Archive for the ‘Roger’s Articles’ category

The Deer lick Galaxy Group and Deerlick Gap Overlook, Little Switzerland, North Carolina

October 6, 2020

We had an incredibly beautiful day yesterday (October 5th, 2020) so Deb and I (and Sophie too) decided on a trip to Mount Mitchell (North Carolina) which is the highest peak, east of the Mississippi…@ 6,684 ft. 

When coming back down the mountain to eat dinner with friends (Mike & Rhonda and their Dachshund, Peta) in Little Switzerland, we stopped at the Deerlick Gap Overlook.  

I have always considered this a “very famous” location for amateur astronomers, and professionals alike.

The “Deer Lick Galaxy Cluster” in Pegasus:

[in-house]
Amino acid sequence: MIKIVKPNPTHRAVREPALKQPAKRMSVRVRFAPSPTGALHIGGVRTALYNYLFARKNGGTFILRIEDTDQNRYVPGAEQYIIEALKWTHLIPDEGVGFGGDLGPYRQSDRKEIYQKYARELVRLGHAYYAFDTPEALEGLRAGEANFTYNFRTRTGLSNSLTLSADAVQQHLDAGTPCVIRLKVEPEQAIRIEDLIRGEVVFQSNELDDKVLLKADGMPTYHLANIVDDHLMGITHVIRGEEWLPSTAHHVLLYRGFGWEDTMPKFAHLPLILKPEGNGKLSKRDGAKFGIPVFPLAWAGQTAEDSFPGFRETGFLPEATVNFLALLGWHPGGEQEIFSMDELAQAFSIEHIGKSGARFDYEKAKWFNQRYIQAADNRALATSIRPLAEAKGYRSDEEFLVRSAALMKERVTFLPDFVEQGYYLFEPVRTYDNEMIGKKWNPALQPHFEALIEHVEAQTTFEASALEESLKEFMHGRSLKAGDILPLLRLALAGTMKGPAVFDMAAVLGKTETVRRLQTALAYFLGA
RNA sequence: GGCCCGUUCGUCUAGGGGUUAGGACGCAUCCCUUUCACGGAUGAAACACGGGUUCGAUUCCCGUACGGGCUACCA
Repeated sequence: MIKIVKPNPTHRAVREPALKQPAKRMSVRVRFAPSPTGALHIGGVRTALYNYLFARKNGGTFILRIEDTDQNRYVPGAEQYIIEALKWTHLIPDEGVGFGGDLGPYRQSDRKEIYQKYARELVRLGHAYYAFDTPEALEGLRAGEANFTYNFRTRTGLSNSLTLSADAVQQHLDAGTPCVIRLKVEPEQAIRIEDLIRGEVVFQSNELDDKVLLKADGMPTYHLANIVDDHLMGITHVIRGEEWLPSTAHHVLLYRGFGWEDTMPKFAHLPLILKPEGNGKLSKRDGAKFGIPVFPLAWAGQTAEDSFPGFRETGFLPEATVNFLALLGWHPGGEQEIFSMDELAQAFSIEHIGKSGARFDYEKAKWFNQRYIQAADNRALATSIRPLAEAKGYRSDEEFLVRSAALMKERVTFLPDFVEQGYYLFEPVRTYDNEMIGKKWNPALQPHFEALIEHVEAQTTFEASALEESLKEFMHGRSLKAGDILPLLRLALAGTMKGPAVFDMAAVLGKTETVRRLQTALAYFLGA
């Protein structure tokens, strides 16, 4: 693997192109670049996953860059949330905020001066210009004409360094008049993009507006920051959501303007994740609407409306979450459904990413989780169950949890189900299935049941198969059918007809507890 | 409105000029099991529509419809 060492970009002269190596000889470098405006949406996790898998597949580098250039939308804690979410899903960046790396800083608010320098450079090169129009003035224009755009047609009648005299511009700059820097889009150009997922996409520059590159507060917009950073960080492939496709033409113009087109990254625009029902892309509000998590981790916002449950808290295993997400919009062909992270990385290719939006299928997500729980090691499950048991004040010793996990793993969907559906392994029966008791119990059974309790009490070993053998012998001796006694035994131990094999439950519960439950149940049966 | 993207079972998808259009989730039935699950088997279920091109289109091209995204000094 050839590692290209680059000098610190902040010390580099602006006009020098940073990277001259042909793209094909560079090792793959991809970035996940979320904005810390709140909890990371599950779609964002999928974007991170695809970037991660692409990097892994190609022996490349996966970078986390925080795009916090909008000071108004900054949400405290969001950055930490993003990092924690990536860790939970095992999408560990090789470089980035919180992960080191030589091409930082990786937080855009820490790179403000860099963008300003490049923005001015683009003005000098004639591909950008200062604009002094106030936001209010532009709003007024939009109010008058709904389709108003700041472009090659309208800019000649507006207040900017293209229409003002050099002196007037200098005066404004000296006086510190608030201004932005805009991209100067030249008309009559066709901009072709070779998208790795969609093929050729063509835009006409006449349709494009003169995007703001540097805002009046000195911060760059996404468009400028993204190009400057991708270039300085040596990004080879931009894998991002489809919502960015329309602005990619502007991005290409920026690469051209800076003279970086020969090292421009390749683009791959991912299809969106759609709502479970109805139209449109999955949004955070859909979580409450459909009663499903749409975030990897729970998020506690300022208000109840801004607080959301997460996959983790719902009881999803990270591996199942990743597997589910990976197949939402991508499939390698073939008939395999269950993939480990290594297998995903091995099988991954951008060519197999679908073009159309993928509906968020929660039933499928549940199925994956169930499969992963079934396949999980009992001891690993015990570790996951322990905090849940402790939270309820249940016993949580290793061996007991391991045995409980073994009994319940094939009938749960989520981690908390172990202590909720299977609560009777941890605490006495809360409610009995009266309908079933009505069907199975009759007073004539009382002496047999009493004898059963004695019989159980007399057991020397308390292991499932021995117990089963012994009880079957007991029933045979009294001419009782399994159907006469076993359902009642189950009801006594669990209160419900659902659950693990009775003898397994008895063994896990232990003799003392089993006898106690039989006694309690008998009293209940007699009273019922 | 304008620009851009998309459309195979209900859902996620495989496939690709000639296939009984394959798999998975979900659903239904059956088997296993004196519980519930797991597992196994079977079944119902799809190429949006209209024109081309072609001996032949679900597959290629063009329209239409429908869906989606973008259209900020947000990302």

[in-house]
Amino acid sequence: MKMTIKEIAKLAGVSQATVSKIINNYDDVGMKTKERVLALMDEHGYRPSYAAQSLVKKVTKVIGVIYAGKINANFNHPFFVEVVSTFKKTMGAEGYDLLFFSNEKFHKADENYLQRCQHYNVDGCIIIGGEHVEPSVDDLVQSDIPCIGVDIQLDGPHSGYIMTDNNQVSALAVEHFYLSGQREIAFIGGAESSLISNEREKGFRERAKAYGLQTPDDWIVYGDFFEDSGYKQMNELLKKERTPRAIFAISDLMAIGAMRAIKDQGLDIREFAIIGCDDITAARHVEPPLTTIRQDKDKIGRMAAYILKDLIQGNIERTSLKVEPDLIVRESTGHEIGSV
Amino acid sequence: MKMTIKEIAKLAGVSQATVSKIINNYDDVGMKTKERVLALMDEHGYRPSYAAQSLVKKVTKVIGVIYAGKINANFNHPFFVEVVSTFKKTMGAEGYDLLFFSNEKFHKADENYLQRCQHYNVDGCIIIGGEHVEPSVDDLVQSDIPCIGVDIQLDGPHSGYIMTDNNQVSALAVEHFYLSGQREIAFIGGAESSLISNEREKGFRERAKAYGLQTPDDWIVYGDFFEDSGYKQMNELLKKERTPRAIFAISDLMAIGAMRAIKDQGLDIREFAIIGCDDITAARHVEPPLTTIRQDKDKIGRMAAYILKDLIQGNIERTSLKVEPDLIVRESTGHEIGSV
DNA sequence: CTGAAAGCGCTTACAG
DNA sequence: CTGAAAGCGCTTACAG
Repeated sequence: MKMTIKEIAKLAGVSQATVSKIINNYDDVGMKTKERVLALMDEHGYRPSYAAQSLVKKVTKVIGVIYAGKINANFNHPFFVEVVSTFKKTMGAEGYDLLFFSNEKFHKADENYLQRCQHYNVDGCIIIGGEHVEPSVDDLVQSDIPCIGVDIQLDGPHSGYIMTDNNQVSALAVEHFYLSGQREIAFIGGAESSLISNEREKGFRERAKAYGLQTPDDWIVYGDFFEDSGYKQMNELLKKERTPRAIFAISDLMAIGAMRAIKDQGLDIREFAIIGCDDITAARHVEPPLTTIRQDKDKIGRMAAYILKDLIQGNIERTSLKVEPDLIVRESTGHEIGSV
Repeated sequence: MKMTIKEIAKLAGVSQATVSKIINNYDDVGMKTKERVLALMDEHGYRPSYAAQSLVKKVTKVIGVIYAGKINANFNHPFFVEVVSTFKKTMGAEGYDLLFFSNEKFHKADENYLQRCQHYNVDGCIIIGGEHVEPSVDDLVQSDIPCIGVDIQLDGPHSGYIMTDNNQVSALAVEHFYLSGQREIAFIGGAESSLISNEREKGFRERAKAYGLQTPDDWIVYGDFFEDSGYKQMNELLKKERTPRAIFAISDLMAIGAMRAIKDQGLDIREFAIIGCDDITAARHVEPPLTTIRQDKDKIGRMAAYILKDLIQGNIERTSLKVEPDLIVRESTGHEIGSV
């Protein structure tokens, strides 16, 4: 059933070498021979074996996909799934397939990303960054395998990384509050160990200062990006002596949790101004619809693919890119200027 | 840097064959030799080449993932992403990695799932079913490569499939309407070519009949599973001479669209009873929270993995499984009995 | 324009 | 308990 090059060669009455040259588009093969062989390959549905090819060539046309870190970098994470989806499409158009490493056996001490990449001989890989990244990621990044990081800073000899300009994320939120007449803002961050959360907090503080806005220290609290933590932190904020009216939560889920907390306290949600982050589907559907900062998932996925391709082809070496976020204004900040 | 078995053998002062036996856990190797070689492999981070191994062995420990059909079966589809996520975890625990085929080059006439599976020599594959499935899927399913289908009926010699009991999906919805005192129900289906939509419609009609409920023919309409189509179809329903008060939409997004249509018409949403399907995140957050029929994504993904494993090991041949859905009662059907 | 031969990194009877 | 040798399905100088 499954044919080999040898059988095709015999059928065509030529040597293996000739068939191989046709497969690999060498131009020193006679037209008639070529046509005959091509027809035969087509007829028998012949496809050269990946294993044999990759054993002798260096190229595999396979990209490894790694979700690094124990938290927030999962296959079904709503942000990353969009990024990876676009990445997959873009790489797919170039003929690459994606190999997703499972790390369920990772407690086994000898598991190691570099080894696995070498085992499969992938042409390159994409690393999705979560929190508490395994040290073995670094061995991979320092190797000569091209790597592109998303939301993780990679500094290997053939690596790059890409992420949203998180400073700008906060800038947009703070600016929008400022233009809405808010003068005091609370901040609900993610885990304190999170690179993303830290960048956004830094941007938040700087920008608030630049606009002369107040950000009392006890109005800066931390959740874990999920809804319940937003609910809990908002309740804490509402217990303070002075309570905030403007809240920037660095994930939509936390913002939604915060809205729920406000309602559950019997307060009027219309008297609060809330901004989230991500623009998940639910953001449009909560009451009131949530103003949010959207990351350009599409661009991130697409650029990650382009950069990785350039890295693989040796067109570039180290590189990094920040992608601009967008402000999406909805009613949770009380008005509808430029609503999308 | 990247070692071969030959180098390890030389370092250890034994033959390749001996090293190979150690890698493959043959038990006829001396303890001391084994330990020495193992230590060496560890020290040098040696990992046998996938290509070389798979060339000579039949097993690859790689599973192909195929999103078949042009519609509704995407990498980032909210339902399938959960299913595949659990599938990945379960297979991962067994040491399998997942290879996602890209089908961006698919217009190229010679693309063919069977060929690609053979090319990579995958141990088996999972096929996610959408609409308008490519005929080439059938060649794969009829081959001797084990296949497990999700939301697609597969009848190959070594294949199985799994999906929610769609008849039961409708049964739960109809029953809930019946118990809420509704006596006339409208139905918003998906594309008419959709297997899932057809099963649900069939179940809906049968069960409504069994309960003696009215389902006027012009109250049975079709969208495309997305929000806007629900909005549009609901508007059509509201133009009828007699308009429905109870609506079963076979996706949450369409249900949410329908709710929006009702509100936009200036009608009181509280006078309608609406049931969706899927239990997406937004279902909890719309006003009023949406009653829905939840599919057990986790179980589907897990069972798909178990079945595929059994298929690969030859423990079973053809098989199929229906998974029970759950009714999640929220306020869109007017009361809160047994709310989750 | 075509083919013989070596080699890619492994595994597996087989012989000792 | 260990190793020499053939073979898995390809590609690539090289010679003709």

Finally the “definitive” story of how the name came about:

It has nothing to do with the appearance of the galaxies, but from the location where they were observed from…on one special night by the late Tom Lorenzin, 35 or more years ago.

So here is the story:

Friend and amateur astronomer (author of 1000+ The Amateur Astronomer’s Field Guide to Deep-Sky Observing) the late Tom Lorenzin was observing from this overlook, with others from the Charlotte Amateur Astronomers Club.  

Tom was observing galaxy NGC 7331 in Pegasus, and on that night of  exceptional seeing and transparency, he made the following notes, taken from 1000+ of a very faint galaxy cluster, to the east of NGC 7331. 

NGC 7331: 10.4M; 10′ x 2.5′ extent; bright and much elongated edge-on spiral with stellar nucleus; axis oriented NNW-SSE; the Deer Lick group, a very faint triangle of 14+M GALs (N7335,6,40) is a few minutes E and a little N; “STEPHAN’S QUINTET” (soft glow of five very faint and distant GAL’s) is 30′ due S; good supernova prospect